There are few opportunities for residents of Portland to speak about our needs to people who have power to make change. Don’t let this opportunity pass by — and don’t let the city council ignore our needs.
● The Charter Review Commission
https://www.portland.gov/omf/charter-review-commission — The City of
Portland’s page for the charter review commission, including links to videos of past meetings
● The Charter Review Commission’s Phase I
https://www.portland.gov/omf/charter-review-commission/subcommittees-f orm-government-city-council-elections — The Charter Review Commission’s explanation of the phases of the review process
● The City that Works
https://lwvpdx.org/wp-content/uploads/2019/11/City-Gov-Report-LWV-Portl and-9-2019-Final.pdf — The League of Women Voters’ report on the city’s form of government, including a history of prior changes to Portland’s municipal government
● New Government for Today’s Portland
https://www.pdxcityclub.org/new-government/ — The Portland City Club’s report on the city’s form of government
● City commission government
https://en.wikipedia.org/wiki/City_commission_government — An article describing how city commission governments work
● Portland’s Form of Government Needs a Makeover
https://www.portlandmercury.com/blogtown/2019/02/11/25840232/hall-m onitor-out-with-the-old — An article on Portland’s commission government and its problems
● Frustrated by Portland Bureaucracy? Keep an Eye on the Charter Commission
https://www.portlandmercury.com/blogtown/2021/07/15/35096945/hall-m onitor-frustrated-by-portland-bureaucracy-keep-an-eye-on-the-charter-co mmission?cb=6424b09b832764d381f940cc9189271c — An article on bureaucratic issues the charter review commission is likely to cover
● Everything You Wanted to Know About Portland Charter Review But Were Afraid to Ask
https://www.sightline.org/2021/09/01/everything-you-wanted-to-know-abo ut-portland-charter-review-but-were-afraid-to-ask/ — An article covering the charter review process, including its history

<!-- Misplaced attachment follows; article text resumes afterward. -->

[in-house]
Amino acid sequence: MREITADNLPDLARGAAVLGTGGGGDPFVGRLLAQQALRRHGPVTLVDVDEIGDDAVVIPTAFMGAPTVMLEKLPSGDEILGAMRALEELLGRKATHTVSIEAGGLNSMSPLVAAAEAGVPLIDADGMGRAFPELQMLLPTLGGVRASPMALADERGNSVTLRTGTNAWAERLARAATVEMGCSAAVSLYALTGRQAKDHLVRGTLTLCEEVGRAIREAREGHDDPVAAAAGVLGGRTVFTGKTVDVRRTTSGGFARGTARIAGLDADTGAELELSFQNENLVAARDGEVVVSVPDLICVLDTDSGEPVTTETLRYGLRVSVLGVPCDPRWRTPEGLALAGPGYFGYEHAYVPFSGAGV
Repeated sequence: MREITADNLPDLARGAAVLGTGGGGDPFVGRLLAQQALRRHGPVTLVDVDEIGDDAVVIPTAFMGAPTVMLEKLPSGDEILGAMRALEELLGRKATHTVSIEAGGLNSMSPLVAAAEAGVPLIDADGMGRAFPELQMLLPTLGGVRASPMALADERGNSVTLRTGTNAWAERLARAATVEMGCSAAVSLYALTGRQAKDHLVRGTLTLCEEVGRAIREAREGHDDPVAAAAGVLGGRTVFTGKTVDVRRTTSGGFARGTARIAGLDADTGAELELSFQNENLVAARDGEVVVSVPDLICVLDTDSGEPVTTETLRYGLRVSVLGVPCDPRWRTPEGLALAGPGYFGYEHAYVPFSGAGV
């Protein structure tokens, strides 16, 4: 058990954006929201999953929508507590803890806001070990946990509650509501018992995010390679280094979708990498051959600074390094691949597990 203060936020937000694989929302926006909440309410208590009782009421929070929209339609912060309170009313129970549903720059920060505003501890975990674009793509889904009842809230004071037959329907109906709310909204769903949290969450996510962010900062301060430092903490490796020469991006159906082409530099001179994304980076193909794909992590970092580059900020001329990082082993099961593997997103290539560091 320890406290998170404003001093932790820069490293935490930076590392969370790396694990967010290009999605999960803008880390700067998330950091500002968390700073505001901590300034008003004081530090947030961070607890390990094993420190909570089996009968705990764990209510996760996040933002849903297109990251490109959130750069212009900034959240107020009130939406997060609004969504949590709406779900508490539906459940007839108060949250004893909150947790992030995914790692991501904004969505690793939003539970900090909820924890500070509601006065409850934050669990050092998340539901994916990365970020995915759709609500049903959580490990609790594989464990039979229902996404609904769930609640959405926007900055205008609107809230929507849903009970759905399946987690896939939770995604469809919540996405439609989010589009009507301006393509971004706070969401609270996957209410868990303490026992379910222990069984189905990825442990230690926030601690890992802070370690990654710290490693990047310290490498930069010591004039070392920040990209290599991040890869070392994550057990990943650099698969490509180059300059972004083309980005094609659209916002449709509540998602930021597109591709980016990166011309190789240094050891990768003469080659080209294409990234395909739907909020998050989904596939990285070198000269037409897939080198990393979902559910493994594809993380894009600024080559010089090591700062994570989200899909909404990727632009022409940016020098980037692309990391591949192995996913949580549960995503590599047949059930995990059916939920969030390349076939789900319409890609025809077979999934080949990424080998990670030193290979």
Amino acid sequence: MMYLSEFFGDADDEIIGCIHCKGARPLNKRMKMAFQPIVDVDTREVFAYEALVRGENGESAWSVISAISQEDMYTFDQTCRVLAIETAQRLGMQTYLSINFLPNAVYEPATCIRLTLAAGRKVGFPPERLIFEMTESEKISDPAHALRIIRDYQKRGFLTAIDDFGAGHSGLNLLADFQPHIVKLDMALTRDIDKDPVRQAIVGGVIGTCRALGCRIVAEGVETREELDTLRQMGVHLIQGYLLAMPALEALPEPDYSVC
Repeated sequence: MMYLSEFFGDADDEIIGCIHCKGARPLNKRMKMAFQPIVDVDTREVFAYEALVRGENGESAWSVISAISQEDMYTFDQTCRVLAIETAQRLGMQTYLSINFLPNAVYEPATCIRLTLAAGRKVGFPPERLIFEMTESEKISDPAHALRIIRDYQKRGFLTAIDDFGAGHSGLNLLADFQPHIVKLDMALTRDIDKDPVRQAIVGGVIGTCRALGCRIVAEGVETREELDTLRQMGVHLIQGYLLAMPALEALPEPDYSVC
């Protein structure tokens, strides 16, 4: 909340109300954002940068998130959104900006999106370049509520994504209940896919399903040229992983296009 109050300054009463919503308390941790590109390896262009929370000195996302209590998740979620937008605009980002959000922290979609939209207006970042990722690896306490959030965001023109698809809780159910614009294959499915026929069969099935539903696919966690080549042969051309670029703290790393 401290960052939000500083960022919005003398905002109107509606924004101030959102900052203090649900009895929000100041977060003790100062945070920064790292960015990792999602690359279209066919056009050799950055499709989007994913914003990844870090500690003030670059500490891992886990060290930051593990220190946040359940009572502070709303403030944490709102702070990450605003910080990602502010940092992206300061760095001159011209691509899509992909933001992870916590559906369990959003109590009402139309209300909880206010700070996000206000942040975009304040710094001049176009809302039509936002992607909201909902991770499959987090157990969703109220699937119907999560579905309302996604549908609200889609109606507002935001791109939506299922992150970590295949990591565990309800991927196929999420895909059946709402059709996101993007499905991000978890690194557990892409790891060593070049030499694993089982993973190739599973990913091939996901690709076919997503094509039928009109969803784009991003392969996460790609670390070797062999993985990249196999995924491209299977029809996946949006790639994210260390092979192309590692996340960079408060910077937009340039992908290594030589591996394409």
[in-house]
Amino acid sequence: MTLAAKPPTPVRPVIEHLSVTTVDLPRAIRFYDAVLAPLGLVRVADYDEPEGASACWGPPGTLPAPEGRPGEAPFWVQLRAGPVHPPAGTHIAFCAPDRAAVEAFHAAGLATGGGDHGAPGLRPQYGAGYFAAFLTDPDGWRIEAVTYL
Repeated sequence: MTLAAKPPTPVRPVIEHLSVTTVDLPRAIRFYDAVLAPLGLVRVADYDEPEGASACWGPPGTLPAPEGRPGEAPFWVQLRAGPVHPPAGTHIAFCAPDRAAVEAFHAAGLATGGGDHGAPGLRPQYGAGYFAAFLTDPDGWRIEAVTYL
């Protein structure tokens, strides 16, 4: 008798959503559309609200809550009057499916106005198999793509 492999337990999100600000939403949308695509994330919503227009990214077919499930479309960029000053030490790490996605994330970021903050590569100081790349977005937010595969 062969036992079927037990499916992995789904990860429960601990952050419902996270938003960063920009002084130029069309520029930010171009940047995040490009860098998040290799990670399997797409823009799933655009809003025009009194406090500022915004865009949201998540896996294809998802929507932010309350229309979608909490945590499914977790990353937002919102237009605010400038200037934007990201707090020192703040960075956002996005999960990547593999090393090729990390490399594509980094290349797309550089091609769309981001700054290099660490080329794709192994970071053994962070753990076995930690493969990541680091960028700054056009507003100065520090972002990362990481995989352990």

● City finds Portland Mayor Ted Wheeler did not violate campaign finance limits
https://www.opb.org/article/2020/11/04/city-finds-portland-mayor-ted-whe eler-did-not-violate-campaign-finance-limits/ — An article covering Ted Wheeler’s campaign violations and their outcome
● Mayor’s proposed budget violates Charter, Auditor’s independence https://www.portlandoregon.gov/auditor/article/760627 — A memo from the office of the city auditor on violations of the city charter
● The City Auditor and City Council are at a Standoff on the City Hearings Office
https://www.wweek.com/news/2020/05/08/the-city-auditor-and-city-council -are-at-standoff-on-the-city-hearings-office/ — An article describing the disagreement over the independence of the city auditor from the city council
● The Portland City Charter https://www.portlandoregon.gov/citycode/28149 — The full city charter
● ORS 221.315 Enforcement of charter provisions and ordinances https://www.oregonlaws.org/ors/221.315 — The Oregon law which empowers cities to create charters
● Portland’s City Charter in 1910
https://www.google.com/books/edition/Charter_and_General_Ordinances_of _the_Ci/908-AAAAYAAJ?hl=en&gbpv=1&dq=portland%20oregon%20city%2 0charter&pg=PA3&printsec=frontcover
Compiled by Thursday Bram. Please contact @ThursdayB on Twitter with comments, questions, and concerns. This work is licensed under a Creative Commons Attribution 4.0 International License. If you’re interested in using this information to create a more visually oriented explainer, please contact Thursday!